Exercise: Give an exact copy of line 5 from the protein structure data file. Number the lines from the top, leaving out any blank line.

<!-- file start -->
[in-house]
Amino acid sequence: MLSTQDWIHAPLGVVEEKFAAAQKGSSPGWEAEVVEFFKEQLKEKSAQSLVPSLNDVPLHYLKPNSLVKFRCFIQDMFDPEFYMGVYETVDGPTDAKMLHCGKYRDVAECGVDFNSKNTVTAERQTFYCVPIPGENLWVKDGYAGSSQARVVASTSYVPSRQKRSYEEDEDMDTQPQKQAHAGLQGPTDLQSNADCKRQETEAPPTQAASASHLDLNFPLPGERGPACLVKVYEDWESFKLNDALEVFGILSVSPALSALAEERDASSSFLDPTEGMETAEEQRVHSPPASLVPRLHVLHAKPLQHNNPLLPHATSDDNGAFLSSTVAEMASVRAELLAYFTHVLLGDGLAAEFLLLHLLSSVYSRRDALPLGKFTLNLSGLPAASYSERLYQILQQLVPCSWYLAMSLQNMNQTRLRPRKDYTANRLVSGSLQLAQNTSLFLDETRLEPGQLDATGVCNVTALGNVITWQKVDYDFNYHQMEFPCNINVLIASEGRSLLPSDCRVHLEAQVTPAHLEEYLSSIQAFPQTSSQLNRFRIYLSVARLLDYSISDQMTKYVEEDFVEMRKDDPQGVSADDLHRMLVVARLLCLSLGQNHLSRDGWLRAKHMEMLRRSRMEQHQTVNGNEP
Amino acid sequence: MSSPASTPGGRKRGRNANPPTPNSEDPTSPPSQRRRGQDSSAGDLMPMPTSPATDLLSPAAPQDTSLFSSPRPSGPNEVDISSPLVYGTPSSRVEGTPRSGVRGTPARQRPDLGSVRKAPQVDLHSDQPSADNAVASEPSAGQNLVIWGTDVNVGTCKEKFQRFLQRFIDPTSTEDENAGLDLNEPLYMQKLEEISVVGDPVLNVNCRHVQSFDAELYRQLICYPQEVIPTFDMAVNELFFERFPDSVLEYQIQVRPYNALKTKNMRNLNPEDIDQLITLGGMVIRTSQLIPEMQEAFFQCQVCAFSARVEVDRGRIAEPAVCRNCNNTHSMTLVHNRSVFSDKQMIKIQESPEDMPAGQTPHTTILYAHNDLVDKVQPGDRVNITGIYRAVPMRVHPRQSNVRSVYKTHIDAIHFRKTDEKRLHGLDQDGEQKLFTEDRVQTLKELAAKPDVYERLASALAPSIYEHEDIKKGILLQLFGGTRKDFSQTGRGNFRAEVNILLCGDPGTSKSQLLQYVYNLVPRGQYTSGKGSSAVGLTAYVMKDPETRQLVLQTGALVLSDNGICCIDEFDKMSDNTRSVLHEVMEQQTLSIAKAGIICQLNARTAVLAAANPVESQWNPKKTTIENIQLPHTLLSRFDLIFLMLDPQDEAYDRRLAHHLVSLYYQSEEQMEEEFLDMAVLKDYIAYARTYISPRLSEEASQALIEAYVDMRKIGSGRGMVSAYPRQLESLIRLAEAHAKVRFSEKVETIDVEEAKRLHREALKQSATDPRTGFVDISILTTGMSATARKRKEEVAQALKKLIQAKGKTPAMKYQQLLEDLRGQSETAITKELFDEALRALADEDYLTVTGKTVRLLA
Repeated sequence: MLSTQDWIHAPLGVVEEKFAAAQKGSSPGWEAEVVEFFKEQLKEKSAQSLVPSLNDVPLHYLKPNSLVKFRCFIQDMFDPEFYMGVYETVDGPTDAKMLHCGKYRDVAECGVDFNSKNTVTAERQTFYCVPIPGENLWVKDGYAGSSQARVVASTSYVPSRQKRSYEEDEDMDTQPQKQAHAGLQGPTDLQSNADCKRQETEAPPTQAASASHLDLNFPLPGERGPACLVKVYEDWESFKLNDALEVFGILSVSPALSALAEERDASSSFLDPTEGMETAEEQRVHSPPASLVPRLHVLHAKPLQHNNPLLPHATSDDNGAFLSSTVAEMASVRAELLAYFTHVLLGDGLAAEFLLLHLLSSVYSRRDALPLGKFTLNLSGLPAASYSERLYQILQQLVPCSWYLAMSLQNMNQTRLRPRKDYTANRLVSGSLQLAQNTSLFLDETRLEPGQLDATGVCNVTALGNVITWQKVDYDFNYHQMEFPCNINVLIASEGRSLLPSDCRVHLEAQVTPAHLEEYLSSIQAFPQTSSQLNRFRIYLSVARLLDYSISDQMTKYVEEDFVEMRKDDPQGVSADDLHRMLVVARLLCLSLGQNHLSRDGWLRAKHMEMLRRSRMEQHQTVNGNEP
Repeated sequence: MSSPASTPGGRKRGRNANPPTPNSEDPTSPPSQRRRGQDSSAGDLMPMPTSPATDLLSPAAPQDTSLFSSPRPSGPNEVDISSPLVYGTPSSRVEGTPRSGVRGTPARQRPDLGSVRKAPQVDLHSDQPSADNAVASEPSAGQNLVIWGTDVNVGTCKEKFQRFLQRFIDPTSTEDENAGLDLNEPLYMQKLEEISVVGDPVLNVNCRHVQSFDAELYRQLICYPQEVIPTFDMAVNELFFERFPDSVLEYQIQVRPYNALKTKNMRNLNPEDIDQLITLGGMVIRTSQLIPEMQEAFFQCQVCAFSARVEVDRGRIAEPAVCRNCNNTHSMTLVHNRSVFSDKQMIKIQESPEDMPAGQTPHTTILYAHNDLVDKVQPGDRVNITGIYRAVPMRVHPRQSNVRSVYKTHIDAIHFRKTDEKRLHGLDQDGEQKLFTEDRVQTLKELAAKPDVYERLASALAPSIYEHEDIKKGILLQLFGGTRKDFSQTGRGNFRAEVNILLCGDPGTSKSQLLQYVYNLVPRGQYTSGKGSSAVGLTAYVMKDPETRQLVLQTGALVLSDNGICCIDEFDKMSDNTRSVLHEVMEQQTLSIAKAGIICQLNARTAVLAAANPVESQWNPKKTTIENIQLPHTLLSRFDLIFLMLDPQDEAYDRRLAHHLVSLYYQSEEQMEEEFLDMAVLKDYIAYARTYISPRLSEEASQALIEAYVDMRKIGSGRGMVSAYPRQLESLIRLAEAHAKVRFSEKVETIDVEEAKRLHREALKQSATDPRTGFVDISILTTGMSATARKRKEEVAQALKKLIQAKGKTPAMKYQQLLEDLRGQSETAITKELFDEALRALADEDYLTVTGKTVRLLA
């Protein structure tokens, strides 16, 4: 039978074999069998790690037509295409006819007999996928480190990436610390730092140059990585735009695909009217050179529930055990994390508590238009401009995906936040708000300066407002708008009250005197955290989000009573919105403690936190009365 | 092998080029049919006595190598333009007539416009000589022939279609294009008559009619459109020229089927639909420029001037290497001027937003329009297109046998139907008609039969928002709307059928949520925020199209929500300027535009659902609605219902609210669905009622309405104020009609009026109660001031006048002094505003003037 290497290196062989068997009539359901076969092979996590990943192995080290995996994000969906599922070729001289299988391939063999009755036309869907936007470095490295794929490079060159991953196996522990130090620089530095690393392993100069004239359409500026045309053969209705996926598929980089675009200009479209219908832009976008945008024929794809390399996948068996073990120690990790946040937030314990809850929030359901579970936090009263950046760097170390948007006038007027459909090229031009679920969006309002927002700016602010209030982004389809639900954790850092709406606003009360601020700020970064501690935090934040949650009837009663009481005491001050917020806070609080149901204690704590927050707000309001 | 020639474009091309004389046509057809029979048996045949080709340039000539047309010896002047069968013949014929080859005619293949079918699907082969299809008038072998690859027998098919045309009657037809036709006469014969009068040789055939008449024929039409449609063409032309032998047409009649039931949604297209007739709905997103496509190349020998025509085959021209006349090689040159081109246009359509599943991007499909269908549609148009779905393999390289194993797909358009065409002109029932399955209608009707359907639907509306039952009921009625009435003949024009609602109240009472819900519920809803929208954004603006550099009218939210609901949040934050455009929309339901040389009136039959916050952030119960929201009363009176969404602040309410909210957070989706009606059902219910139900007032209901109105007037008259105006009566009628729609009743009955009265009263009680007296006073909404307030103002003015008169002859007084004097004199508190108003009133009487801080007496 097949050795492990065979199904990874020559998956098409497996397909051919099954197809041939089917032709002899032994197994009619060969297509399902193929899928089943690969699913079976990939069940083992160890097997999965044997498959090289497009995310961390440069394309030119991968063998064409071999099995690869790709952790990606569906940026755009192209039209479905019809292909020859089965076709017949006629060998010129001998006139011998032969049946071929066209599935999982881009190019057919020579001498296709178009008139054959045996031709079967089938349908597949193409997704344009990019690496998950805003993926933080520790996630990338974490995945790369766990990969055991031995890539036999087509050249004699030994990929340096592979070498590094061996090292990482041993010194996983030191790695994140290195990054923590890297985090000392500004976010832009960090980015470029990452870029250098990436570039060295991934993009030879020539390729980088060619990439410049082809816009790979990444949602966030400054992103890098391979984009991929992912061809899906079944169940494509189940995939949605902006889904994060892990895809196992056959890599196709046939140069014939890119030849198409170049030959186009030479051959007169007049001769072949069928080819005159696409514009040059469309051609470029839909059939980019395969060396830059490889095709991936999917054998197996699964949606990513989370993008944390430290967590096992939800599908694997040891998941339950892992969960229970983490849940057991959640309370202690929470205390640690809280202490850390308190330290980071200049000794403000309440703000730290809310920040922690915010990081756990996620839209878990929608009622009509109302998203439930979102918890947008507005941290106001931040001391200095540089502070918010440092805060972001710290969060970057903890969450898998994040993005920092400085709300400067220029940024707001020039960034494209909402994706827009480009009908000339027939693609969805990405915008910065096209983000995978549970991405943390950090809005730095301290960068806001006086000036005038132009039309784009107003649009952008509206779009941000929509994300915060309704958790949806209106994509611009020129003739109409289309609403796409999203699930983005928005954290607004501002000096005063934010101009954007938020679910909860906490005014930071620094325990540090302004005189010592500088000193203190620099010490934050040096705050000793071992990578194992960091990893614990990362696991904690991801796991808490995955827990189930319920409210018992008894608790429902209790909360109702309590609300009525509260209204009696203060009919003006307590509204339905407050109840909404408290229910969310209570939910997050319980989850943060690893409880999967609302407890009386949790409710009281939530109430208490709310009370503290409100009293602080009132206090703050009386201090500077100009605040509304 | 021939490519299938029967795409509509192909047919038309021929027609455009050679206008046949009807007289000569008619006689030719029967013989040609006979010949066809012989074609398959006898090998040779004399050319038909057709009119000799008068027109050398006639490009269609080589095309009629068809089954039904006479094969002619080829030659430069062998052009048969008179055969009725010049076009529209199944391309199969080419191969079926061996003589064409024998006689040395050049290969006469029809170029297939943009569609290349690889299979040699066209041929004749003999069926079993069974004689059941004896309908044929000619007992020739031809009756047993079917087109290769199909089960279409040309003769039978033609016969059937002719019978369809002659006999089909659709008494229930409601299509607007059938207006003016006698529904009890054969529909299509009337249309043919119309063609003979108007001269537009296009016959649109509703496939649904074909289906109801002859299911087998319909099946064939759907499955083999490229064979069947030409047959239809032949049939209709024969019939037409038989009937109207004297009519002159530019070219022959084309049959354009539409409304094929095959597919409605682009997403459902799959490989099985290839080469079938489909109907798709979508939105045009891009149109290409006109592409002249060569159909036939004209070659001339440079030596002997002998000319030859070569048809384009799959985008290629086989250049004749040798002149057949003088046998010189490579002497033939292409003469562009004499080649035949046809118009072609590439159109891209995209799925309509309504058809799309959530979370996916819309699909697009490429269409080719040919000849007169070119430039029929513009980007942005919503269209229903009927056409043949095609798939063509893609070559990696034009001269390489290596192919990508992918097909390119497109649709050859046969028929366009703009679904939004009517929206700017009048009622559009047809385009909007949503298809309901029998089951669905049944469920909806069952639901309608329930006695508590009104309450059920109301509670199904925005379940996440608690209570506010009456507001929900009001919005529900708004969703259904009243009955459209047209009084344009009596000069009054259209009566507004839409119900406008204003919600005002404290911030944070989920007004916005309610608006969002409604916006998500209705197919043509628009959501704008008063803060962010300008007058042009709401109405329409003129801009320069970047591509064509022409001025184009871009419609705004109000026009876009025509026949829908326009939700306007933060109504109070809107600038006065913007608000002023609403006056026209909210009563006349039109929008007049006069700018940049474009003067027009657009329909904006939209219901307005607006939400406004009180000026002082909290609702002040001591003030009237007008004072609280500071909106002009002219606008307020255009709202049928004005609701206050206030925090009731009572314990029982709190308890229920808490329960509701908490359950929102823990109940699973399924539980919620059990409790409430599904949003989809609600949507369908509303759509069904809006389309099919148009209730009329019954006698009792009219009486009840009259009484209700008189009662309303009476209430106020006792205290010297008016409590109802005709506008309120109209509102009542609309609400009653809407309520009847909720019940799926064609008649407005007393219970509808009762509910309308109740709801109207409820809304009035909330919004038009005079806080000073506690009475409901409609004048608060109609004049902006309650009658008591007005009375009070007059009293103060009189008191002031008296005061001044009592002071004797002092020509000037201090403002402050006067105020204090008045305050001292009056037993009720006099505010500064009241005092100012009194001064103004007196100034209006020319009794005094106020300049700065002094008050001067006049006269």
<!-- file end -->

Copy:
Repeated sequence: MSSPASTPGGRKRGRNANPPTPNSEDPTSPPSQRRRGQDSSAGDLMPMPTSPATDLLSPAAPQDTSLFSSPRPSGPNEVDISSPLVYGTPSSRVEGTPRSGVRGTPARQRPDLGSVRKAPQVDLHSDQPSADNAVASEPSAGQNLVIWGTDVNVGTCKEKFQRFLQRFIDPTSTEDENAGLDLNEPLYMQKLEEISVVGDPVLNVNCRHVQSFDAELYRQLICYPQEVIPTFDMAVNELFFERFPDSVLEYQIQVRPYNALKTKNMRNLNPEDIDQLITLGGMVIRTSQLIPEMQEAFFQCQVCAFSARVEVDRGRIAEPAVCRNCNNTHSMTLVHNRSVFSDKQMIKIQESPEDMPAGQTPHTTILYAHNDLVDKVQPGDRVNITGIYRAVPMRVHPRQSNVRSVYKTHIDAIHFRKTDEKRLHGLDQDGEQKLFTEDRVQTLKELAAKPDVYERLASALAPSIYEHEDIKKGILLQLFGGTRKDFSQTGRGNFRAEVNILLCGDPGTSKSQLLQYVYNLVPRGQYTSGKGSSAVGLTAYVMKDPETRQLVLQTGALVLSDNGICCIDEFDKMSDNTRSVLHEVMEQQTLSIAKAGIICQLNARTAVLAAANPVESQWNPKKTTIENIQLPHTLLSRFDLIFLMLDPQDEAYDRRLAHHLVSLYYQSEEQMEEEFLDMAVLKDYIAYARTYISPRLSEEASQALIEAYVDMRKIGSGRGMVSAYPRQLESLIRLAEAHAKVRFSEKVETIDVEEAKRLHREALKQSATDPRTGFVDISILTTGMSATARKRKEEVAQALKKLIQAKGKTPAMKYQQLLEDLRGQSETAITKELFDEALRALADEDYLTVTGKTVRLLA